Greg Mottola, director of the brilliant “Adventureland” and the hysterical “Superbad”, will write and direct Paramount’s “Important Artifacts”, based on Leanne Shapton’s book.
The romantic comedy will star Brad Pitt and Natalie Portman.
”An art director at the New York Times, Shapton crafted a fictional estate auction catalog full of personal items and photographs from the four-year romance between a male photographer and a younger food columnist”, says Risky Business.
Here’s how Amazon describes the book the film is based upon, ”Important Artifacts and Personal Property From the Collection of Lenore Doolan and Harold Morris, Including Books, Street Fashion and Jewelry”:
Auction catalogs can tell you a lot about a person-their passions and vanities, peccadilloes and aesthetics; their flush years and lean. Think of the collections of Jacqueline Kennedy Onassis, Truman Capote, the Duke and Duchess of Windsor.
In Leanne Shapton’s marvelously inventive and invented auction catalog, the 325 lots up for auction are what remain from the relationship between Lenore Doolan and Harold Morris (who aren’t real people, but might as well be). Through photographs of the couple’s personal effects-the usual auction items (jewelry, fine art, and rare furniture) and the seemingly worthless (pajamas, Post-it notes, worn paperbacks)-the story of a failed love affair vividly (and cleverly) emerges. From first meeting to final separation, the progress and rituals of intimacy are revealed through the couple’s accumulated relics and memorabilia. And a love story, in all its tenderness and struggle, emerges from the evidence that has been left behind, laid out for us to appraise and appreciate.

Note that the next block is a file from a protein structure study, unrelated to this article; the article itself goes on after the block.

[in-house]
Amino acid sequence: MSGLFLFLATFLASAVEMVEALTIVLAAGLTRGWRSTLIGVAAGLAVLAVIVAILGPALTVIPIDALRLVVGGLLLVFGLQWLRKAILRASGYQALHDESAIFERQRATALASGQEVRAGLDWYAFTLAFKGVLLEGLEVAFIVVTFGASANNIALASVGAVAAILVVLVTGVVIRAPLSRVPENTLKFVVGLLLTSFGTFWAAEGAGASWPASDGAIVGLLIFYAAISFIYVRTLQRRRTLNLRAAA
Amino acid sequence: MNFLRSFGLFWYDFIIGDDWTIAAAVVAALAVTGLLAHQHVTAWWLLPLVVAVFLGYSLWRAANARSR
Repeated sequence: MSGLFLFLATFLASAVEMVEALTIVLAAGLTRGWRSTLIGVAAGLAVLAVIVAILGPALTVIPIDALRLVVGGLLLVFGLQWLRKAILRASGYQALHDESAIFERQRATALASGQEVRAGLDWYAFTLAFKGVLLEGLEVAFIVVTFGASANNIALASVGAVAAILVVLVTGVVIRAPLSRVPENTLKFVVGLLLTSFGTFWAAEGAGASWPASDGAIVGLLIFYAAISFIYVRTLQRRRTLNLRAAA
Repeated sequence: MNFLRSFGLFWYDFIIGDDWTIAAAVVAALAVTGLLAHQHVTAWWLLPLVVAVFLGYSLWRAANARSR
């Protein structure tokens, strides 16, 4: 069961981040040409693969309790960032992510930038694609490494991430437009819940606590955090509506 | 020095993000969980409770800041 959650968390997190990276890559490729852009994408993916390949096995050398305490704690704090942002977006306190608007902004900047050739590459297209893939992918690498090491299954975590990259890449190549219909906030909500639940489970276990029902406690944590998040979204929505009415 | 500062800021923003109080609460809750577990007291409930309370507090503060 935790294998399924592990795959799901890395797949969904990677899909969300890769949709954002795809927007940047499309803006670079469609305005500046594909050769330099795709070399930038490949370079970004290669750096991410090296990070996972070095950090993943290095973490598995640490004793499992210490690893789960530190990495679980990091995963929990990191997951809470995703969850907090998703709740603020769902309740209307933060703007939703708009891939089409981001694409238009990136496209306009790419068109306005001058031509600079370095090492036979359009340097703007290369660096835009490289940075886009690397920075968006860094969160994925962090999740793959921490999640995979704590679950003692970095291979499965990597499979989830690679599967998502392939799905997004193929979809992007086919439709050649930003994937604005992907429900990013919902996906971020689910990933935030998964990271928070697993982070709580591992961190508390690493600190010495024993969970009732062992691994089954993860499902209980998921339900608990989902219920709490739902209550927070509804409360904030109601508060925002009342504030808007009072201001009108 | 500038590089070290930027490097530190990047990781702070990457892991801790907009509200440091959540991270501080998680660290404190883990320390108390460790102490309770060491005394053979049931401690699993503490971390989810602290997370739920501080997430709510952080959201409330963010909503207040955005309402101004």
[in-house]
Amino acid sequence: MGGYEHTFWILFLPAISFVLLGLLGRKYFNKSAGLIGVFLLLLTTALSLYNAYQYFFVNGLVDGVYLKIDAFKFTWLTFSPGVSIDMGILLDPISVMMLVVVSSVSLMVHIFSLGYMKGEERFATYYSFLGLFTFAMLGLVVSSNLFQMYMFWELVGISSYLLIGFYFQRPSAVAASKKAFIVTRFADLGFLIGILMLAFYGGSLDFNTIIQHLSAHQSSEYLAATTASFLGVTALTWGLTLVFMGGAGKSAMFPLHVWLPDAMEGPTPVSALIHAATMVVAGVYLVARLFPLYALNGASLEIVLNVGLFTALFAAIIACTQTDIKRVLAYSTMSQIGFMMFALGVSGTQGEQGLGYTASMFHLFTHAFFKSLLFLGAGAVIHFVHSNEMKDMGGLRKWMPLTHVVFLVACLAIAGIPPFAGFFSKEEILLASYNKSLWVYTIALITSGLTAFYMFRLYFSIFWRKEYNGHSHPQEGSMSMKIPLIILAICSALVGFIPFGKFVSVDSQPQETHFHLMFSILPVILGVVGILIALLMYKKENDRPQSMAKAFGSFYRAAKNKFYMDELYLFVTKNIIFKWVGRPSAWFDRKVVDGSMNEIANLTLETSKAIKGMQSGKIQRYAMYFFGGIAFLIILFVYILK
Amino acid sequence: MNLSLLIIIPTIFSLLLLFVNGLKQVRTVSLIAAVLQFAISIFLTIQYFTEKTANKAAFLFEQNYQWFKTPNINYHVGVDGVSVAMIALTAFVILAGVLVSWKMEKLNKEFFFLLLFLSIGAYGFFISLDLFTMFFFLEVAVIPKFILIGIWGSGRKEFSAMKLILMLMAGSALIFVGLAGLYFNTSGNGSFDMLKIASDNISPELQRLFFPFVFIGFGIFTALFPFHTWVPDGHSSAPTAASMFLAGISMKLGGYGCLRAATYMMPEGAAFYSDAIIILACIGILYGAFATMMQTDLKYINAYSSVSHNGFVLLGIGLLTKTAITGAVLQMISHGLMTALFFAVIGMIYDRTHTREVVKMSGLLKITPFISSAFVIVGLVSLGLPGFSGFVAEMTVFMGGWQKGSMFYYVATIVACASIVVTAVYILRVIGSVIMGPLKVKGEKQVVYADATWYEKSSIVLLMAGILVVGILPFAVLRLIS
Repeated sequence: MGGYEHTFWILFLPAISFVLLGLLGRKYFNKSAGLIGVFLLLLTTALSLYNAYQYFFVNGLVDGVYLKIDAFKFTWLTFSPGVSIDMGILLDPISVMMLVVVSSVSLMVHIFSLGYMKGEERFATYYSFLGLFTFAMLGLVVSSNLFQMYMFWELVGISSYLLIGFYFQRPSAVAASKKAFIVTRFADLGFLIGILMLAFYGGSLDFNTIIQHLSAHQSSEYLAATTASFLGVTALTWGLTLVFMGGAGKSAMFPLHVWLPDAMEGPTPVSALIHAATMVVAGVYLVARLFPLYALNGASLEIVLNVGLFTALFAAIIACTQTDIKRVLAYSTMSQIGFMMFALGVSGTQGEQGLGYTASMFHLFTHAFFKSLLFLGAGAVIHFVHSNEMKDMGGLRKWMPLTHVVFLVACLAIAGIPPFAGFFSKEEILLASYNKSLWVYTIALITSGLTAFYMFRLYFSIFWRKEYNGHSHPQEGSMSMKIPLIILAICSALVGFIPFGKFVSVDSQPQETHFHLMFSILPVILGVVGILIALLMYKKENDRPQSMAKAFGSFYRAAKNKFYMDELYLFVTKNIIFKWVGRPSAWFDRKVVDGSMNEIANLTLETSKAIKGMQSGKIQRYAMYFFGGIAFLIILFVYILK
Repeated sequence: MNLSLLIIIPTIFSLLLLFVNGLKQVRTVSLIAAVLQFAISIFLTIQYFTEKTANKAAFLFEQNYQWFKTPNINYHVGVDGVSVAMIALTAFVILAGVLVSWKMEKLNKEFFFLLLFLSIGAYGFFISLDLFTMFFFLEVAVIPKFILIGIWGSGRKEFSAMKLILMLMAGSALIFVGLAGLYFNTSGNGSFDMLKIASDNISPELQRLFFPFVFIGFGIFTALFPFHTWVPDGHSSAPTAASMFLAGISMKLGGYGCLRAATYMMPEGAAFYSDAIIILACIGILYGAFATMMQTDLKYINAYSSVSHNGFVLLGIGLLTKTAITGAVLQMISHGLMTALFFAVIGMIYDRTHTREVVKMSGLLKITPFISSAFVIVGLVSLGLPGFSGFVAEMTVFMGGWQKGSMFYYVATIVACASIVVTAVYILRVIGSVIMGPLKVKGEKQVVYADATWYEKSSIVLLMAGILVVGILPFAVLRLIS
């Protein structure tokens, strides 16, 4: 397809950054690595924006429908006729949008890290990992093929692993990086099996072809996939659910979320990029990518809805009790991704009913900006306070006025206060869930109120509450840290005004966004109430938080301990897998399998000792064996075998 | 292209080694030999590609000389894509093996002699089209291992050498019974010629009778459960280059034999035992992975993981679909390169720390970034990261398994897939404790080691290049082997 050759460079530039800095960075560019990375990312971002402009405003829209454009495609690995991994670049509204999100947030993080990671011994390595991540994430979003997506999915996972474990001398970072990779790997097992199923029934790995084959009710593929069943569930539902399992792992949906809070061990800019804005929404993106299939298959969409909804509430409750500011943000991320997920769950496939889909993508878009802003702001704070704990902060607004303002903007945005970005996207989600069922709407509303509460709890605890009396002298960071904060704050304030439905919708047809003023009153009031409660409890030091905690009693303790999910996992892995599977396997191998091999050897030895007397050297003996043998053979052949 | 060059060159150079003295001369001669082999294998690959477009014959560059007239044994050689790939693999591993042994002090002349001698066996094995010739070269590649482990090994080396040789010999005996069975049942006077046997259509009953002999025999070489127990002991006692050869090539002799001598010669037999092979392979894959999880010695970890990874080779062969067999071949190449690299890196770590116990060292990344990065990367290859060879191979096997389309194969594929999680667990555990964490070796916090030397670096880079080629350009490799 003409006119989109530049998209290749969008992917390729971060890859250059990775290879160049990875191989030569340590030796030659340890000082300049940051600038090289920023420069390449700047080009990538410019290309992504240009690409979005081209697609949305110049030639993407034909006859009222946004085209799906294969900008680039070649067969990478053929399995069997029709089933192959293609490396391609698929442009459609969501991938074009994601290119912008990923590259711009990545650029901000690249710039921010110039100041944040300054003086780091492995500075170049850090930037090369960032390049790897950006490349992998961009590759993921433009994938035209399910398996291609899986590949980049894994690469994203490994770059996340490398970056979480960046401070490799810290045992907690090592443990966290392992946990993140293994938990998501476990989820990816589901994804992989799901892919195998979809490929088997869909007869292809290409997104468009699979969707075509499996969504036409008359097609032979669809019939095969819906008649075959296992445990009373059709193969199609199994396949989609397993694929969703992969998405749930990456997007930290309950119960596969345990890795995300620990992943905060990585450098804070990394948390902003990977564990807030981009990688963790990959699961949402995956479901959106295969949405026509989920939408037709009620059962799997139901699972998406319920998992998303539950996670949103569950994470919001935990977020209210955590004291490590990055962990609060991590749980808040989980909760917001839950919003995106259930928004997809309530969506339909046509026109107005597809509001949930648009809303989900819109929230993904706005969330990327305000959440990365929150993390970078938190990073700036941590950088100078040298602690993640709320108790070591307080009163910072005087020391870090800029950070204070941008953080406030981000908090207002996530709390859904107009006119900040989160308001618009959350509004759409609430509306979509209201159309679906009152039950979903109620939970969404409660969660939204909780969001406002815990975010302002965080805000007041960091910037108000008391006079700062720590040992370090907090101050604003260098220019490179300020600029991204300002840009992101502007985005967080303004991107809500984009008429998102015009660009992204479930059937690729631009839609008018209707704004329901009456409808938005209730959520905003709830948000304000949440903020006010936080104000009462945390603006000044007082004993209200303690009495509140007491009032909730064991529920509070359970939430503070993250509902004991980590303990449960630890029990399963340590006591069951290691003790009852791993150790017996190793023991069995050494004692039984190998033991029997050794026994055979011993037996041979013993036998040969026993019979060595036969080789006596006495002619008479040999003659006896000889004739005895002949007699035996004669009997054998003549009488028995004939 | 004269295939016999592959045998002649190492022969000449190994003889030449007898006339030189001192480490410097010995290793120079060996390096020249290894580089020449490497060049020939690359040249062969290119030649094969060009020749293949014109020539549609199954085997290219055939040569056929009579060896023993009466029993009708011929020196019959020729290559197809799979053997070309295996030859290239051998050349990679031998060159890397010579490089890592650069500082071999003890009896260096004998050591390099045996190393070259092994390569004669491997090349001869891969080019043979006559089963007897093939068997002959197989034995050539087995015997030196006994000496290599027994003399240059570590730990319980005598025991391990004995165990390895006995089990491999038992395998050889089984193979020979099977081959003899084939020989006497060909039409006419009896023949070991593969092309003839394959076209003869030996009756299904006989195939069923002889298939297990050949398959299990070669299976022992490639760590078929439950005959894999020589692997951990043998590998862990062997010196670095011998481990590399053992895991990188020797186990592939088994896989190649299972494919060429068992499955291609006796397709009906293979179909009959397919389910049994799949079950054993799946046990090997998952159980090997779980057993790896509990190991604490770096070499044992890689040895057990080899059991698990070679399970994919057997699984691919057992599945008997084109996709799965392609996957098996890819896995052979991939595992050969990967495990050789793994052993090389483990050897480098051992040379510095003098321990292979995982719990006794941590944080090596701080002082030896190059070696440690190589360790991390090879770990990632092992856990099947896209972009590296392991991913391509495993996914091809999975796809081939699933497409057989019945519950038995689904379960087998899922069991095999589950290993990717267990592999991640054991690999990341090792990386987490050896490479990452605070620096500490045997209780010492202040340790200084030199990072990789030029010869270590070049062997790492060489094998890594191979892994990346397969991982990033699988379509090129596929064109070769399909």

In an earlier work, Was She Pretty?, Shapton, a talented artist and illustrator, subtly explored the seemingly simple yet powerfully complicated nature of sexual jealousy. In Important Artifacts and Personal Property from the Collection of Lenore Doolan and Harold Morris-a very different yet equally original book-she invites us to contemplate what is truly valuable, and to consider the art we make of our private lives.